– NSW Football League in 1970

The League premises at 64 Regent Street, Chippendale
NSWAFL premises at 64 Regent Street, Chippendale

We have found an article in a popular 1970 sporting magazine about Sydney Football.

The NSWAFL had purchased their own premises in 64 Regent Street, Chippendale with the help of the Australian Football Council and licensed club of the Western Suburbs Aussie Rules Club, Croydon Park.

Within a few years of that purchase they had renovated the building and added a single storey brick addition at the rear.  This then almost backed onto the rail lines which ran between Central and Redfern.  It is still there but now not owned by the football league.

Things were looking up;  The management of the league was in good hands, they were making a profit each year, the competition was expanding with football being introduced to areas where it was not normally played nor accepted.

You will see in this article (click here) that those in charge were ambitious and keen to see the game develop and they had big ideas for the future of the code in New South Wales.

 The 1970 NSWAFL Staff
The 1970
NSWAFL Staff

Some of these did come to fruition but maybe in a different manner than these people envisaged.

As time goes by, so do the people and three of those in these images are now deceased.

 

An Interesting Find

Arthur BridgewaterThe Society has so much material to go through sometime just the look of what is there gets quite daunting.

Going through some of the paperwork we came across the 1957 Annual Report of the NSW Australian National Football Union.

This was seen as the over riding body for junior football in NSW, or so it saw itself as such although it was manned by Sydney people and only had Sydney junior football bodies affiliated.  The term ‘NSW’ was a misnomer.

It is quite an elaborate report and provides details of all the junior teams from 1953-57.

Written by the secretary Arthur Bridgewater (pictured), the report at times should be viewed with a certain degree of scepticism because Arthur, whilst a hard worker with “the code at heart” tended to embellish the facts in these reports.  However, having said that, this account of the year provides a pretty good overview of junior football in Sydney at the time.  Shaky but growing.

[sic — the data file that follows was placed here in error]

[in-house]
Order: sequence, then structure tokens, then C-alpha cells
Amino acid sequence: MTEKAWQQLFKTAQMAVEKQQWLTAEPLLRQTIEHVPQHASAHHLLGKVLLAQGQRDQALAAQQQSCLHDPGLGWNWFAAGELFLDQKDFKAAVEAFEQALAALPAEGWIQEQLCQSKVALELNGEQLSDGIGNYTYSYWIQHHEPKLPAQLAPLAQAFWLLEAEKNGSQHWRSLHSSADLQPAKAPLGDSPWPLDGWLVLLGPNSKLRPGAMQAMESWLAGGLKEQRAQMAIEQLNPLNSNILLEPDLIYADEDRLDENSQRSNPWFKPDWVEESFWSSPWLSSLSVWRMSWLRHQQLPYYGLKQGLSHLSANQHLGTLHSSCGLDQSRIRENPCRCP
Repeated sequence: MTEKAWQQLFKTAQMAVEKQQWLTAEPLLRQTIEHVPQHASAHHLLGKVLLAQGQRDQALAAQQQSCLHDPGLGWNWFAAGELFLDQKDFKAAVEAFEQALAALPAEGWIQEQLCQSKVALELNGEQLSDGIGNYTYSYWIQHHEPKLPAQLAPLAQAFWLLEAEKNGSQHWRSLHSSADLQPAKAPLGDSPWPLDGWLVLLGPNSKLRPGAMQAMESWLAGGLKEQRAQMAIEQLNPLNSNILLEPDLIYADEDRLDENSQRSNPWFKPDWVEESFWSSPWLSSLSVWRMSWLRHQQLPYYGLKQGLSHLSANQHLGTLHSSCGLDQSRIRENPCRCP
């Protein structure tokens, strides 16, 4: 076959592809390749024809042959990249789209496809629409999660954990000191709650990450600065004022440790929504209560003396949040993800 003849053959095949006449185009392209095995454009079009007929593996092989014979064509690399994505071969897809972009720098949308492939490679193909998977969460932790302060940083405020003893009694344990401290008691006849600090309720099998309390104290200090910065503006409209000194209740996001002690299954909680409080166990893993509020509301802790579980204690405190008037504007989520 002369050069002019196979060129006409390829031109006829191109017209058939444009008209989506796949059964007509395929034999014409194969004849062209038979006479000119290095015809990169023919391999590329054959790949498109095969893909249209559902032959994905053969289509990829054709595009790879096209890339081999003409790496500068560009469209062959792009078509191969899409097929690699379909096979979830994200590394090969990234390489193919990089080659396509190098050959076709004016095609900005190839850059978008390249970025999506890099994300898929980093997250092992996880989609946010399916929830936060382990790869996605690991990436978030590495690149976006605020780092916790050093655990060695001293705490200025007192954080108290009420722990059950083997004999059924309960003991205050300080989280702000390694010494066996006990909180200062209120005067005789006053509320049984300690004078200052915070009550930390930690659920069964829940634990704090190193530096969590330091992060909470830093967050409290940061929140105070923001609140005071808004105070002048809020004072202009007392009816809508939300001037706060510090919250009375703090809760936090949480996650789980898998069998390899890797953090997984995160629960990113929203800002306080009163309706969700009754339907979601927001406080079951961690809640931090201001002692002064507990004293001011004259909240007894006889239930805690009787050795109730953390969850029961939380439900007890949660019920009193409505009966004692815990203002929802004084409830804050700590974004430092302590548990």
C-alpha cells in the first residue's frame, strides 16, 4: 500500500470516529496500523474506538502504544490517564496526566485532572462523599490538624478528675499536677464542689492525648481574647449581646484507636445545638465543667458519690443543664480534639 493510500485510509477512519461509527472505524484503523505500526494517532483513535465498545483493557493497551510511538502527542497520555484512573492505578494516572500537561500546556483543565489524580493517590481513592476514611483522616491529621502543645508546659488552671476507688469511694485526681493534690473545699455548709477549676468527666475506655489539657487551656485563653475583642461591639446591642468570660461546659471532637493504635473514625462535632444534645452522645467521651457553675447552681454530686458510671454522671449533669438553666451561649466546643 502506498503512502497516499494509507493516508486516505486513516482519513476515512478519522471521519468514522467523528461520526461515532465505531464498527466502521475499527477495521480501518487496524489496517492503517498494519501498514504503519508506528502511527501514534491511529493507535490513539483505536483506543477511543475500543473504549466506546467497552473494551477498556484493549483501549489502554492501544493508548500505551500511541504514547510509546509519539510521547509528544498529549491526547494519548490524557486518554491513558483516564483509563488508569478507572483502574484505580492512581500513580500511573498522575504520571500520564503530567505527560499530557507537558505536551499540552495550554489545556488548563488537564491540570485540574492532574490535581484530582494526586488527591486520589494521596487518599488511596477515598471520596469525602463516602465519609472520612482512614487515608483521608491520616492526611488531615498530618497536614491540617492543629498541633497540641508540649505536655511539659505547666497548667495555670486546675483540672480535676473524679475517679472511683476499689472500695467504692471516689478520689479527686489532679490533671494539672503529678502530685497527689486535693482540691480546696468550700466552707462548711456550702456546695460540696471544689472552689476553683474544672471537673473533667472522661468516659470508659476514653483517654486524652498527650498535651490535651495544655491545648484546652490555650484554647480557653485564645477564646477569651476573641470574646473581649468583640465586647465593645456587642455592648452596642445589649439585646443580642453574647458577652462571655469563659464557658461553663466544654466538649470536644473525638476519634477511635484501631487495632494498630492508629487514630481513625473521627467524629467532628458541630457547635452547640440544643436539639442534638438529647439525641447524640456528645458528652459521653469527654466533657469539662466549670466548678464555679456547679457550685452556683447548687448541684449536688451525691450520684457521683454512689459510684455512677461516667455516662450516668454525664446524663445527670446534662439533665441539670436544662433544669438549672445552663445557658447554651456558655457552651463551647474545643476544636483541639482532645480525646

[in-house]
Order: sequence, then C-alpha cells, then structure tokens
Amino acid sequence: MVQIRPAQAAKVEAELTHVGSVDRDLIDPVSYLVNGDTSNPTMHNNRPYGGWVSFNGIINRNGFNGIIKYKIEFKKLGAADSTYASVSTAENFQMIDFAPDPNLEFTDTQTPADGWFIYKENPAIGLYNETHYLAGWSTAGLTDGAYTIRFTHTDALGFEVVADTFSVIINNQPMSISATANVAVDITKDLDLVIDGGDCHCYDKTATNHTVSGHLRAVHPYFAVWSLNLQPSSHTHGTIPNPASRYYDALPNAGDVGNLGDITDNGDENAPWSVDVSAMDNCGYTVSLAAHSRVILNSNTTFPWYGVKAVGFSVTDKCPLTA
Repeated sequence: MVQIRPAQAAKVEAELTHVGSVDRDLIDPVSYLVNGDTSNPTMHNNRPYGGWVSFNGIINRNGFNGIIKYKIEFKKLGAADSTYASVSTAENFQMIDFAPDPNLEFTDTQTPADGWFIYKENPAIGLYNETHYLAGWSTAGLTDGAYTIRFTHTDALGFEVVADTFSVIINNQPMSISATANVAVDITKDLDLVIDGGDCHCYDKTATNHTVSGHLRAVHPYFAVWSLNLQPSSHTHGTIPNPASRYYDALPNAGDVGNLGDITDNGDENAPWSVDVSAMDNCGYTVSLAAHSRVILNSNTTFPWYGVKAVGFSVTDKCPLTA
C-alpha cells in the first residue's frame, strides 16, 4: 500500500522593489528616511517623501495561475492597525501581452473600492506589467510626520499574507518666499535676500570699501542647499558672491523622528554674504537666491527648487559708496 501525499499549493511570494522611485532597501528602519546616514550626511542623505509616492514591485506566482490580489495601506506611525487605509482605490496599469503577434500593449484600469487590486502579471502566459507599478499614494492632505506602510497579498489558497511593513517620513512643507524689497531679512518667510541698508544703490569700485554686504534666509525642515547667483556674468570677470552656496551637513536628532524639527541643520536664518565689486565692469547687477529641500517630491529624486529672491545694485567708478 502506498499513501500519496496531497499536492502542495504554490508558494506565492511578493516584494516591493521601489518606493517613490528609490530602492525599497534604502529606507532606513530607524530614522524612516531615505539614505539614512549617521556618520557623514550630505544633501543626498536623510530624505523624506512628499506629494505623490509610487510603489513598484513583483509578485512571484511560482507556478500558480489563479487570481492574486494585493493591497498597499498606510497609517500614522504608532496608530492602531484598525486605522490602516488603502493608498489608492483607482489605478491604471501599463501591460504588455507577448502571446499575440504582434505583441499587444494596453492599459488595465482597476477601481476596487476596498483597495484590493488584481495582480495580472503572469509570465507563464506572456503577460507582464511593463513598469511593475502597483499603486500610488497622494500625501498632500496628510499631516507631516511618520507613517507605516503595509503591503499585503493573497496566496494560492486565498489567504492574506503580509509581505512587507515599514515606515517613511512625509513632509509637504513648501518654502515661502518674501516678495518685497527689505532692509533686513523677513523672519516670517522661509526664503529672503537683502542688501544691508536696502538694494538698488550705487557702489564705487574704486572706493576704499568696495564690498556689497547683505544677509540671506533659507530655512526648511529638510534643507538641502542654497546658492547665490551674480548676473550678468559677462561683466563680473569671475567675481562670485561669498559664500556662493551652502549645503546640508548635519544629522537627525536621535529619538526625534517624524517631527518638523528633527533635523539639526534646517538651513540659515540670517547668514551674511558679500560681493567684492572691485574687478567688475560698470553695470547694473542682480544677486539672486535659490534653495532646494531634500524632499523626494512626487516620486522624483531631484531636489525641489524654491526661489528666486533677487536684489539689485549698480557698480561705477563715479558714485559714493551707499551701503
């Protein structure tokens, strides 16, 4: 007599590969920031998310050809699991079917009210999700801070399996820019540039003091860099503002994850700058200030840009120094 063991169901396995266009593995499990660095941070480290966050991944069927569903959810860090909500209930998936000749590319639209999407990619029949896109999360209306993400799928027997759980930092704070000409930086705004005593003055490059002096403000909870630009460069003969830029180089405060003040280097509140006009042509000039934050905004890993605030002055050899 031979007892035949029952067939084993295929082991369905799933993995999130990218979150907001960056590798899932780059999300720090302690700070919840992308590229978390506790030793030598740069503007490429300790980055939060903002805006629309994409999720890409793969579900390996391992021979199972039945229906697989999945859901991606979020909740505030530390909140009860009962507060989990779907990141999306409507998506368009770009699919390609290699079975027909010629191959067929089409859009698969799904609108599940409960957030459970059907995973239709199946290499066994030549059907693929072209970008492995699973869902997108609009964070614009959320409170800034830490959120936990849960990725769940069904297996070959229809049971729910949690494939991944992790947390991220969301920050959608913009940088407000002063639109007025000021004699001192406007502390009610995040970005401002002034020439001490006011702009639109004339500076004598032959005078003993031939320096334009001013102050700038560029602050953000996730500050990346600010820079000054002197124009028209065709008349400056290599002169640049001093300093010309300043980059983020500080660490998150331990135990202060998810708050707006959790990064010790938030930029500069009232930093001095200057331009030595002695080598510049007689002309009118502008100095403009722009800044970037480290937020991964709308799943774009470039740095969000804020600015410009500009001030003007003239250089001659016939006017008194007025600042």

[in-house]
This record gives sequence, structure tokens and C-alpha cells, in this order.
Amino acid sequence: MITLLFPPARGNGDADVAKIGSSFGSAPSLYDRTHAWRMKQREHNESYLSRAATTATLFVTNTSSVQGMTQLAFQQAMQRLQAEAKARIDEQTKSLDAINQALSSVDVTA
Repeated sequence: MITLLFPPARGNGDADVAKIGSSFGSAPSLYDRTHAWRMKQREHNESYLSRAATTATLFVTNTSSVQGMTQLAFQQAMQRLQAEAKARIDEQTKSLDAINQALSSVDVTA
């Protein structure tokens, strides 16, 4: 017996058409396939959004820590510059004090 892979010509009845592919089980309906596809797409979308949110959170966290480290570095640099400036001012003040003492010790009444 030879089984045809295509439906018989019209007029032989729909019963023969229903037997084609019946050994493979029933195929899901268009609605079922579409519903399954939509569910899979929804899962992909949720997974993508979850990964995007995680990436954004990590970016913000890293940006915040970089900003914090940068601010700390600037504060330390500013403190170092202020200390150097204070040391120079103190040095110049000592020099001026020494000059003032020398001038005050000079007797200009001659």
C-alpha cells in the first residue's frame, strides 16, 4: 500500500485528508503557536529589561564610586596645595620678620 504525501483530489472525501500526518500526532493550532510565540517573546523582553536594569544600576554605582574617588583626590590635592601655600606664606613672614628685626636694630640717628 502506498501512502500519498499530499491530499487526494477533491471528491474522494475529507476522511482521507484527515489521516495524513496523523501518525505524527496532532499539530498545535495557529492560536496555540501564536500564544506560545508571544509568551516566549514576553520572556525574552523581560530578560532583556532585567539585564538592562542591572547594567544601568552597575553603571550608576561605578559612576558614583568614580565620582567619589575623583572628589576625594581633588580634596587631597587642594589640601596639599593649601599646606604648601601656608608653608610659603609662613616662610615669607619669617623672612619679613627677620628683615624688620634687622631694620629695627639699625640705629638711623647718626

It praises the St George Junior Association as well as the Southern Districts Association.  It even gives Newcastle and Wollongong areas a tick.

Of course the St George Association has been the benchmark in junior Australian Football in Sydney for many, many years and it is to the credit of those people who have assumed roles in its various clubs, of which six remain, that they continue with such energy and commitment.

You can read the report by clicking here.

NO TYPEWRITER IN 1962

Typewriter1962 was a real problem year for football in Sydney.

Ernie McFarlane, the former long term Newtown FC Secretary and player was in his second year as president of the league after accepting the position, that apparently not many wanted.  He was a member of the board of control for several years before this.  McFarlane took over from Wilf Holmes, a shipping executive, who, in his one year as president, was clearly out of his depth in what could only be described as a volatile Sydney football environment.

McFarlane had been a dynamo at Newtown but struggled as president of the league.  Early in the year two board members, Joe Armstrong and Ern Holmes, and later, University coach and league vice president, Frank Bird, resigned their positions.  Then secretary of the junior organisation, the NSW Football Union, Arthur Bridgewater, was suspended from the board following a disagreement.